The good, bad and ugly from Vikings 27-19 win vs. Saints

A win is a win. The game was a lot closer than it maybe should have been, but the Minnesota Vikings walk away from their game against the New Orleans Saints with a win 27-19. The win pushes Minnesota’s win streak to five games, and gives them a win over a Saints team they’re competing for a playoff spot against.

The Vikings started the game firing on all cylinders. The rushing attack showed life for one of the first times this season with the addition of Ty Chandler to the mix. Josh Dobbs, with a full week of practice, looked comfortable in the offense.

He was throwing the ball all over the field and the connection with tight end T.J. Hockenson was particularly strong. Hockenson had 10 receptions in the first half, and the Vikings went into halftime with a three-touchdown lead.

As good as the Vikings looked in the first half, they looked about as bad in the second half. All of the good work they did in the first half was nearly completely wiped away in the second.

The Vikings defense allowed Jameis Winston — who came in after starting quarterback Derek Carr suffered a concussion — to come roaring back with two touchdowns and two two-point conversions. The offense got away from everything they were doing well in the first half, barely targeting Hockenson at all, and sputtering to a measly three points all half.

The only saving grace for the Vikings in the second half was Winston’s tendency to turn the ball over. Pressing to get the Saints all the way back, Winston made some mistakes and gave the Vikings defense two crucial turnovers towards the end of the fourth quarter to seal the game.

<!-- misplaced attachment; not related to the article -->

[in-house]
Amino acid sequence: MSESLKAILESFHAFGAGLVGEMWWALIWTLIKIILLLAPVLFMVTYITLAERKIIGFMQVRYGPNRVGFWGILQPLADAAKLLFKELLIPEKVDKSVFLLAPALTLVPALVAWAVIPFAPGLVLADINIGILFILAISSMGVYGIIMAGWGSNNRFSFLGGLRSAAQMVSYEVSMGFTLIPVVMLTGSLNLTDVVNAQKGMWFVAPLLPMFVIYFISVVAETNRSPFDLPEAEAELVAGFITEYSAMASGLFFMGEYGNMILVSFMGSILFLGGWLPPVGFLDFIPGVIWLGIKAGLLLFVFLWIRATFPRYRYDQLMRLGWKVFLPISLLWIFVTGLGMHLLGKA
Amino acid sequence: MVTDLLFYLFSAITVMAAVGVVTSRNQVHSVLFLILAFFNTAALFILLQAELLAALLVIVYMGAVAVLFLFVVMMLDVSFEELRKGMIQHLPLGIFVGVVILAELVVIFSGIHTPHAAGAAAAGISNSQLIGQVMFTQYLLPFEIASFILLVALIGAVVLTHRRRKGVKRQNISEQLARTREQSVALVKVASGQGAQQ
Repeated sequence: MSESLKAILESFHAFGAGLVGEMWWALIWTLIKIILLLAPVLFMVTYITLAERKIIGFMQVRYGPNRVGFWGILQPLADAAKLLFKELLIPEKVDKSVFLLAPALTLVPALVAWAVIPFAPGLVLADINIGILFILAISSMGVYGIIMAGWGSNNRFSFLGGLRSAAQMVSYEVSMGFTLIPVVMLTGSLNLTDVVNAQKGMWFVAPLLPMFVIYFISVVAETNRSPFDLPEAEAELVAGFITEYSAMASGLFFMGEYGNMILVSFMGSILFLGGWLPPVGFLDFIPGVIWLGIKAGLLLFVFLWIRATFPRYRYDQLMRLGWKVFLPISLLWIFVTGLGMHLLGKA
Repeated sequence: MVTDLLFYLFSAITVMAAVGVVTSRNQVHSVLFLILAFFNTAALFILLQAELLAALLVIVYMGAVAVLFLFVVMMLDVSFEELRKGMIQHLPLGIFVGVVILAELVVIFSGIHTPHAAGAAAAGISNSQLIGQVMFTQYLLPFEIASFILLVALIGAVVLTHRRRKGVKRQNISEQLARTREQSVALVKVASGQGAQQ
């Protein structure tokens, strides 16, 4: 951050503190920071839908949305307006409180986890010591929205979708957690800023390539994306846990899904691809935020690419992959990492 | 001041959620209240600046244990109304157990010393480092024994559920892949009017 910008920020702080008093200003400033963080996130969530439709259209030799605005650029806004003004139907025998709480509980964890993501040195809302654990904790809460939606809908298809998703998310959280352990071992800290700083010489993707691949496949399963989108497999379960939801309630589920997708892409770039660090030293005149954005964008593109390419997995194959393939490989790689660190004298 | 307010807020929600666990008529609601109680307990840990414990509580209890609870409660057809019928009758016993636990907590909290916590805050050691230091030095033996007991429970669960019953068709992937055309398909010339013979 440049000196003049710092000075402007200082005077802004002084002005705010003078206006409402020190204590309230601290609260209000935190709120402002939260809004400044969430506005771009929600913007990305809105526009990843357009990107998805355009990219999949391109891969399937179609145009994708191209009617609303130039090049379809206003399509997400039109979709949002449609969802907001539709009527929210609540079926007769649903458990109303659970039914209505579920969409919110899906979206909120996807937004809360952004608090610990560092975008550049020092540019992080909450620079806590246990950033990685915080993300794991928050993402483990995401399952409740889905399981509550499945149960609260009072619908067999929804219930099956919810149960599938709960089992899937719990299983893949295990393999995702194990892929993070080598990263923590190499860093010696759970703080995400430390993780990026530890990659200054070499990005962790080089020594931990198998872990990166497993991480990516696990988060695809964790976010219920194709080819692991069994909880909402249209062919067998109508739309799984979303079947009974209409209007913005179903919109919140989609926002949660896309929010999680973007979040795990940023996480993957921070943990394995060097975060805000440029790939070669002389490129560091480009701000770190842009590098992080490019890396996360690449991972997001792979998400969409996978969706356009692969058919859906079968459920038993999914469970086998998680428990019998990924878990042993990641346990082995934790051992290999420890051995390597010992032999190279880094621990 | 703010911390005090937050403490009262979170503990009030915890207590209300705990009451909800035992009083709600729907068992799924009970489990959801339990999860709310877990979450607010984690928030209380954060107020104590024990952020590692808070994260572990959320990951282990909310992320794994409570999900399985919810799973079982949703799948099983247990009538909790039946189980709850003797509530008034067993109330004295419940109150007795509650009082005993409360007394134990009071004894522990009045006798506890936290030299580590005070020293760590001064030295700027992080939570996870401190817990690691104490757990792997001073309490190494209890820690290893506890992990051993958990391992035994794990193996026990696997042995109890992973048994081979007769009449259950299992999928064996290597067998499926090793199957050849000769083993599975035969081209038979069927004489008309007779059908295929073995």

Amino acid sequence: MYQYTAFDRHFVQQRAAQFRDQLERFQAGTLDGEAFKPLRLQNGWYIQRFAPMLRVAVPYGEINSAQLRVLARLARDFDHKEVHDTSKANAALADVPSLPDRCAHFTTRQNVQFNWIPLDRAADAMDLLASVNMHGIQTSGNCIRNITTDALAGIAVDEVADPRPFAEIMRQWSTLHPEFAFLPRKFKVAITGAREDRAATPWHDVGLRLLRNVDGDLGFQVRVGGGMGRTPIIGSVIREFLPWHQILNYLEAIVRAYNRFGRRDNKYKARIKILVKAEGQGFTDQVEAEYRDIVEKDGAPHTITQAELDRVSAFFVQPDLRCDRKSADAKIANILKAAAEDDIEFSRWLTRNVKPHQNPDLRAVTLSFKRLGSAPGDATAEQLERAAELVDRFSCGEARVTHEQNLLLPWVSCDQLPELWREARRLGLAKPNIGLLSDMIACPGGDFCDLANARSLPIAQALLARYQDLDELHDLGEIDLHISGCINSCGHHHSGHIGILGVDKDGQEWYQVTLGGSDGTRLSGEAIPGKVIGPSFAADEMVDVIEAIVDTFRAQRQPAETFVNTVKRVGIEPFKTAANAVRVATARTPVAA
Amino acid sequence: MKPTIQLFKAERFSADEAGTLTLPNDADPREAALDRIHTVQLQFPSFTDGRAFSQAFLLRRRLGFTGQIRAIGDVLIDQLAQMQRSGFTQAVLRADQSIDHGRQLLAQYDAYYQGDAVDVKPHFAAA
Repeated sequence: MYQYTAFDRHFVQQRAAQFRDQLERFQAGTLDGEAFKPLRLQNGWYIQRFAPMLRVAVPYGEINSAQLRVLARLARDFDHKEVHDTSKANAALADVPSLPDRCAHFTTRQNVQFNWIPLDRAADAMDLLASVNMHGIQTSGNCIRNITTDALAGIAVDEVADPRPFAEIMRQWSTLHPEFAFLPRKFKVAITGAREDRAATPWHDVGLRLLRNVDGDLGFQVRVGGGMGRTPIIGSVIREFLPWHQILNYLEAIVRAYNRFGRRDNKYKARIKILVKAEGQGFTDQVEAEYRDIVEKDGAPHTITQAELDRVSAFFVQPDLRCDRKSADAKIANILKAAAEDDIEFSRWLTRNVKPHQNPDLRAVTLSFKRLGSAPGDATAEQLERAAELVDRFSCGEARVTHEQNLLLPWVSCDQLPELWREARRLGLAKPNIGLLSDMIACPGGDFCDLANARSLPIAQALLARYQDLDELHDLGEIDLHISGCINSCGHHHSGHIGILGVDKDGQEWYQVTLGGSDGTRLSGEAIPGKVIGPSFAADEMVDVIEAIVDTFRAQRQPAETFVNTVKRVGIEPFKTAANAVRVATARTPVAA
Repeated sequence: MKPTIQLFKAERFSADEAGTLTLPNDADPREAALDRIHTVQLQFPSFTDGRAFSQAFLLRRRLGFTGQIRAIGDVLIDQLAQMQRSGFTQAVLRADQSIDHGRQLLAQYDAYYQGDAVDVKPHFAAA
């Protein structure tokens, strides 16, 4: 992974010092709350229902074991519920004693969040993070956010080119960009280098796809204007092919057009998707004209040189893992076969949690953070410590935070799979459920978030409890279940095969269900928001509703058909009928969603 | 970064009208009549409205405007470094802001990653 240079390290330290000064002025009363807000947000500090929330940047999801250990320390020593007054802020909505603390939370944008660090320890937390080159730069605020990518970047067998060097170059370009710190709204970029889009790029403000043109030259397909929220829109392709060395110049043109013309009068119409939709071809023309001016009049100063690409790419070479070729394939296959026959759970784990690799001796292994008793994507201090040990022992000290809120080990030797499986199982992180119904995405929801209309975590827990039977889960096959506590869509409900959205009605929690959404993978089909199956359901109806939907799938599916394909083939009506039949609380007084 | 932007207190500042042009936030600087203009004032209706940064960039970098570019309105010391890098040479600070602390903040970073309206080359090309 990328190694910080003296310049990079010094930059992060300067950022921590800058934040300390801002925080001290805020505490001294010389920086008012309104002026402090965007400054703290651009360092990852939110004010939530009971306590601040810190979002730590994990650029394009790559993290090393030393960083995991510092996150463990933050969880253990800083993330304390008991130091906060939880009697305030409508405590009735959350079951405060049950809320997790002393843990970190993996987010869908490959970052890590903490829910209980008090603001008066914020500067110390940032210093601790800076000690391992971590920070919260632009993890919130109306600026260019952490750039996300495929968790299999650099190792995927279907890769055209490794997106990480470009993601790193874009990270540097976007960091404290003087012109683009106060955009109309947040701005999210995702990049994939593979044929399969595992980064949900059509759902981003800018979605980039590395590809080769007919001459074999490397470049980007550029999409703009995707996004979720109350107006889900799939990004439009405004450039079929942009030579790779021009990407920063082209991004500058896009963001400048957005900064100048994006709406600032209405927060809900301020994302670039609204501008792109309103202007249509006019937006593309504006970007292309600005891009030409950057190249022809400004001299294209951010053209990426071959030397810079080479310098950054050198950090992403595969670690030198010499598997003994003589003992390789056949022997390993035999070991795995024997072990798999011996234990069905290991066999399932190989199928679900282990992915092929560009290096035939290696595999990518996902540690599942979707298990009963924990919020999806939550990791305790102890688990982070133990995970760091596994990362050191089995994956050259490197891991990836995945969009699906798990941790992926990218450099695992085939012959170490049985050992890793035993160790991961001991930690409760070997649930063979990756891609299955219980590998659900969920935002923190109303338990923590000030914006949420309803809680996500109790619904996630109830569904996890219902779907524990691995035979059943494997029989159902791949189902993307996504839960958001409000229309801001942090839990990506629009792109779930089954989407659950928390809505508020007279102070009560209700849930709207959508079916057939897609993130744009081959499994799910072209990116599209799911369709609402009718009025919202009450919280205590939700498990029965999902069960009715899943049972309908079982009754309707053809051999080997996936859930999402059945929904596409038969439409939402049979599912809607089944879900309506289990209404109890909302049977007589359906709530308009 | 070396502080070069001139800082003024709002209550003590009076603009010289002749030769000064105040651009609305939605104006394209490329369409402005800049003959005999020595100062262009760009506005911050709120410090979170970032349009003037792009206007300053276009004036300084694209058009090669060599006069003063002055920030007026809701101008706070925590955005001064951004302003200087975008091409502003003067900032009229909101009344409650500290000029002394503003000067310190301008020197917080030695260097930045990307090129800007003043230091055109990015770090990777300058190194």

What should have been a blowout turned into a nail-biter at the end, but Minnesota ultimately moves to 6-4 on the season. It was an exciting — maybe a bit too exciting for some — with a lot of good, bad and ugly.

Good: RB Ty Chandler

Jeffrey Becker-USA TODAY Sports
Jeffrey Becker-USA TODAY Sports

For the first time in weeks — and maybe all season — the Vikings running game looked like it had life, at least in the first half. A lot of that came thanks to the new blood added to the lineup, Ty Chandler.

Chandler got a go at action this week after running back Cam Akers was lost for the season with an Achilles injury. Chandler certainly made the most of his opportunity, running the ball with an efficiency seldom seen from a Vikings running back this season.

Chandler had a handful of really nice runs in the first half that seemed to give the team a spark and spearhead the team’s dominant half as they went into halftime with a 24-3 advantage. Chandler, for his efforts, averaged just over 6 yards per carry and gave the Vikings their second rushing touchdown by a running back this season. He only got five carries in the first half, but he made the most of them.

The second half was a different story for Chandler — and the Vikings offense as a whole (we’ll talk more about that in a minute) — and he finished with a modest stat line of 15 carries for 45 yards and a touchdown.

The box score is a bit misleading here. Chandler looked more explosive and efficient than Mattison or Akers ever has this season. He looked like a back who should earn more touches as the weeks go on.

Bad: Injuries

Brett Davis-USA TODAY Sports
Brett Davis-USA TODAY Sports

Minnesota simply cannot catch a break when it comes to the injury bug this season. Their team has been absolutely decimated by injury so far, losing their All-Pro wide receiver Justin Jefferson to an ankle injury, and starting quarterback and running back Kirk Cousins and Cam Akers to rupture Achilles tendons. That injury bug followed them into this game, as well.

The hits started early, as the Vikings lost their starting inside linebacker Jordan Hicks early in the game with a leg contusion after colliding with a teammate on a tackle. Hicks was able to return to the game briefly, but exited again a short time later and did not return.